). One important contemporary classification differentiates between goal-directed thinking, which refers to controlled processes and spontaneous thinking, stimulus-independent thinking, and mindwandering ( Fox, Spreng, Ellamil, Andrews-Hanna, & Christoff, 2015 ), which all refer to automatic processes
Ayoub Asadi, Alireza Farsi, Behrouz Abdoli, Esmaeel Saemi and Jared M. Porter
It is well established that providing instructions that direct attention externally rather than internally enhances motor skill performance ( Wulf, 2013 ). For several years the constrained action hypothesis has been cited as the most likely explanation for why directing attention externally
Alexander T. Latinjak, Marc Masó and Nikos Comoutos
“Tell me and I forget. Teach me and I remember. Involve me and I learn.” This famous quote by Benjamin Franklin illustrates how important active involvement in learning is for learning. In this sense, self-directed attention-focusing strategies such as goal-directed self-talk may be critical in
Cheryl A. Howe, Kimberly A. Clevenger, Brian Plow, Steve Porter and Gaurav Sinha
, 7 , 9 , 29 ). There is no similar direct observation research on other group differences (eg, by weight status) because it is difficult to monitor multiple groups at the same time (eg, by sex and weight status) and to identify which children belong in which weight status group using real-time direct
James W. Roberts
Since the findings of endpoint variability in target-directed movements being scaled to the magnitude of response impulses ( Schmidt, Zelaznik, Hawkins, Frank, & Quinn, 1979 ), eminent theories have placed a great emphasis on how performers cope with such circumstances and the associated trade
Jenna D. Gilchrist, David E. Conroy and Catherine M. Sabiston
short-term (often hedonic) costs such as expending effort ( Tracy & Robins, 2004 ; Williams & DeSteno, 2008 ) and direct motivation toward competence pursuits. Conversely, shame stems from appraisals that the self has not lived up to a set of standards and generally signals incompetence ( Tangney
Pedro L. Valenzuela, Carlos Amo, Guillermo Sánchez-Martínez, Elaia Torrontegi, Javier Vázquez-Carrión, Zigor Montalvo, Alejandro Lucia and Pedro de la Villa
stimulation, a main noninvasive brain stimulation technique is transcranial direct current stimulation (tDCS), 3 which consists of delivering a weak continuous electrical current to a targeted brain area using surface electrodes attached to the scalp. When applied over the motor cortex, tDCS has proven to
Athena Yiamouyiannis, Glenna G. Bower, Joanne Williams, Dina Gentile and Heather Alderman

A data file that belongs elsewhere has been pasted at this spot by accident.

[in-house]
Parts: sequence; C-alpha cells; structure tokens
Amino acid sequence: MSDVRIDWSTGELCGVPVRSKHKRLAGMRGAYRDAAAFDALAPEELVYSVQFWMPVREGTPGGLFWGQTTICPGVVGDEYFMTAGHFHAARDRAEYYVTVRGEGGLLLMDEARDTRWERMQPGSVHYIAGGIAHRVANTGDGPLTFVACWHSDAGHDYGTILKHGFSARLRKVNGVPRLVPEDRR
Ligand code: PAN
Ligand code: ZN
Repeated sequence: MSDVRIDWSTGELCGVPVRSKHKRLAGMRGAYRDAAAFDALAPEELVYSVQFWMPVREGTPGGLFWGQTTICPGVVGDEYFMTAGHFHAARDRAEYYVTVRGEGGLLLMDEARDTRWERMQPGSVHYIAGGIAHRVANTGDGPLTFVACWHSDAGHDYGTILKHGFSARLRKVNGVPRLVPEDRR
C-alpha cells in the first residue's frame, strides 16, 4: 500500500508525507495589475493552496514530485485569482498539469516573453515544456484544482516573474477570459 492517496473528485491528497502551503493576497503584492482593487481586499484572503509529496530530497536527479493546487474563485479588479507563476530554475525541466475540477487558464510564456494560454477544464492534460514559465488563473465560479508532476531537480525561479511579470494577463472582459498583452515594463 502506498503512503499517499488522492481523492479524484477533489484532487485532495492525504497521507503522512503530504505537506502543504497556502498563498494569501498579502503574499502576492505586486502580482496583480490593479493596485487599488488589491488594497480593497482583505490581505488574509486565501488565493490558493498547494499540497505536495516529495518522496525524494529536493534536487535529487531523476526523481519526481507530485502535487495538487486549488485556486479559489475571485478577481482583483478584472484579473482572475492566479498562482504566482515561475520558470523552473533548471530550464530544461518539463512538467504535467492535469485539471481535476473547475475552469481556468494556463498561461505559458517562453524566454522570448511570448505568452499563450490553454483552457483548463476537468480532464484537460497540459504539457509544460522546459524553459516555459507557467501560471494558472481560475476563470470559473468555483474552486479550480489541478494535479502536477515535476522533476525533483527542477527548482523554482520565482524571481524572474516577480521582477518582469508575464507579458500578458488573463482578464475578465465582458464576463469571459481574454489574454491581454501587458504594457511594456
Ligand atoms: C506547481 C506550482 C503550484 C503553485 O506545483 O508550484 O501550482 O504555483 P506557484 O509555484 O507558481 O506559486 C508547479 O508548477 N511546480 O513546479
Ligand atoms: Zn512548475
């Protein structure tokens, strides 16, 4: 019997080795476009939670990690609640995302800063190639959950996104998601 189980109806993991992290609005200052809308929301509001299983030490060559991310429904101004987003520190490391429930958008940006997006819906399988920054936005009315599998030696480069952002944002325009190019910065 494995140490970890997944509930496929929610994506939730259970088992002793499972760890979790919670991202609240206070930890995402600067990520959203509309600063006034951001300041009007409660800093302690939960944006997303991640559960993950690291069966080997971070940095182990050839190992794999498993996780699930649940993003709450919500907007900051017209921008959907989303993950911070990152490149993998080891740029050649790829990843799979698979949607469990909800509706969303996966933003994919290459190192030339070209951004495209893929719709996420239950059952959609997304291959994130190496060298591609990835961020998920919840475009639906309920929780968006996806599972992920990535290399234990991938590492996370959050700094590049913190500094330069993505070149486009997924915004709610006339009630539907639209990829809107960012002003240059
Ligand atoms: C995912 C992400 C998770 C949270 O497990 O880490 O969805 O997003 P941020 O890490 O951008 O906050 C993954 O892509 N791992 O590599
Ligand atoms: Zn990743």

Accreditation and accountability in sport management education are necessary to ensure academic rigor and can serve as vehicles by which sport management educators examine and enhance the academic quality of their programs. This paper addresses this topic first with a discussion of the need for accreditation and a review of the accrediting agencies and other entities involved (CHEA, USDE, regional and specialized accrediting agencies, and state involvement). Next is a brief overview of COSMA’s accreditation process, and then a focus on direct learning outcomes and assessment tools. Becoming more familiar with the value and purpose of accreditation in general, as well as the specifics of the COSMA accreditation process as it relates to the common professional components (CPCs) and direct learning outcome assessments, can help with obtaining faculty commitment to the accreditation process and with continued enhancement of the academic quality of sport management programs.
John H. Challis
In three-dimensional image-based motion analysis, the direct linear transformation (DLT) is commonly used to measure locations of significant body landmarks. The major drawback of the DLT is that the control points used for calibration must encompass the volume in which the activity occurs. A new procedure is presented where the calibration frame is moved sequentially, permitting calibration of a volume much larger than that encompassed by the calibration frame. A calibration frame with a volume of 0.6 m3 was used to calibrate a volume six times greater, by placing the frame in eight different positions. Reconstruction accuracy was comparable with that for the original frame position. This new multiphase calibration procedure presents the opportunity for calibrating large volumes using a small calibration frame; this may be advantageous, for example, in sporting arenas, where the transportation or manufacture of a sufficiently large calibration frame may be problematic.
Amanda M. Ward, Torrey M. Loucks, Edward Ofori and Jacob J. Sosnoff
Audiomotor and visuomotor short-term memory are required for an important variety of skilled movements but have not been compared in a direct manner previously. Audiomotor memory capacity might be greater to accommodate auditory goals that are less directly related to movement outcome than for visually guided tasks. Subjects produced continuous isometric force with the right index finger under auditory and visual feedback. During the first 10 s of each trial, subjects received continuous auditory or visual feedback. For the following 15 s, feedback was removed but the force had to be maintained accurately. An internal effort condition was included to test memory capacity in the same manner but without external feedback. Similar decay times of ~5–6 s were found for vision and audition but the decay time for internal effort was ~4 s. External feedback thus provides an advantage in maintaining a force level after feedback removal, but may not exclude some contribution from a sense of effort. Short-term memory capacity appears longer than certain previous reports but there may not be strong distinctions in capacity across different sensory modalities, at least for isometric force.